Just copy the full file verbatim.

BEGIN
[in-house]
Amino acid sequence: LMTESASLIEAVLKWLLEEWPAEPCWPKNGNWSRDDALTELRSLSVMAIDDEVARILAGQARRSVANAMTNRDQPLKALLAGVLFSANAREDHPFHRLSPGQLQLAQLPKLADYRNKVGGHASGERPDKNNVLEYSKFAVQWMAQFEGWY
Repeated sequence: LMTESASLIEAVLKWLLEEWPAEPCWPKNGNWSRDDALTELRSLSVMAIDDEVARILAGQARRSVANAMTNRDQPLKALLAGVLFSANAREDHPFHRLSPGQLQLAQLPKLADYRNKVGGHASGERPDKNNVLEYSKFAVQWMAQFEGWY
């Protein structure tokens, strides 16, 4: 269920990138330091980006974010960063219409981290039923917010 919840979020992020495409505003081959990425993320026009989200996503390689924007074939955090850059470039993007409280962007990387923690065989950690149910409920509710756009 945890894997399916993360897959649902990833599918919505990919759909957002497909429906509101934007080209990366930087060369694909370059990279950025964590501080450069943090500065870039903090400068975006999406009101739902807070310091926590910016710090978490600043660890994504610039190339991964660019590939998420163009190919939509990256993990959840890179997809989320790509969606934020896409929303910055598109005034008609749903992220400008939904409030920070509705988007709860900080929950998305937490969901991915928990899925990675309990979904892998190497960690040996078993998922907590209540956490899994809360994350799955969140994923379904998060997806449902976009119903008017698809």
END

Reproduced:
[in-house]
Amino acid sequence: LMTESASLIEAVLKWLLEEWPAEPCWPKNGNWSRDDALTELRSLSVMAIDDEVARILAGQARRSVANAMTNRDQPLKALLAGVLFSANAREDHPFHRLSPGQLQLAQLPKLADYRNKVGGHASGERPDKNNVLEYSKFAVQWMAQFEGWY
Repeated sequence: LMTESASLIEAVLKWLLEEWPAEPCWPKNGNWSRDDALTELRSLSVMAIDDEVARILAGQARRSVANAMTNRDQPLKALLAGVLFSANAREDHPFHRLSPGQLQLAQLPKLADYRNKVGGHASGERPDKNNVLEYSKFAVQWMAQFEGWY
């Protein structure tokens, strides 16, 4: 269920990138330091980006974010960063219409981290039923917010 919840979020992020495409505003081959990425993320026009989200996503390689924007074939955090850059470039993007409280962007990387923690065989950690149910409920509710756009 945890894997399916993360897959649902990833599918919505990919759909957002497909429906509101934007080209990366930087060369694909370059990279950025964590501080450069943090500065870039903090400068975006999406009101739902807070310091926590910016710090978490600043660890994504610039190339991964660019590939998420163009190919939509990256993990959840890179997809989320790509969606934020896409929303910055598109005034008609749903992220400008939904409030920070509705988007709860900080929950998305937490969901991915928990899925990675309990979904892998190497960690040996078993998922907590209540956490899994809360994350799955969140994923379904998060997806449902976009119903008017698809």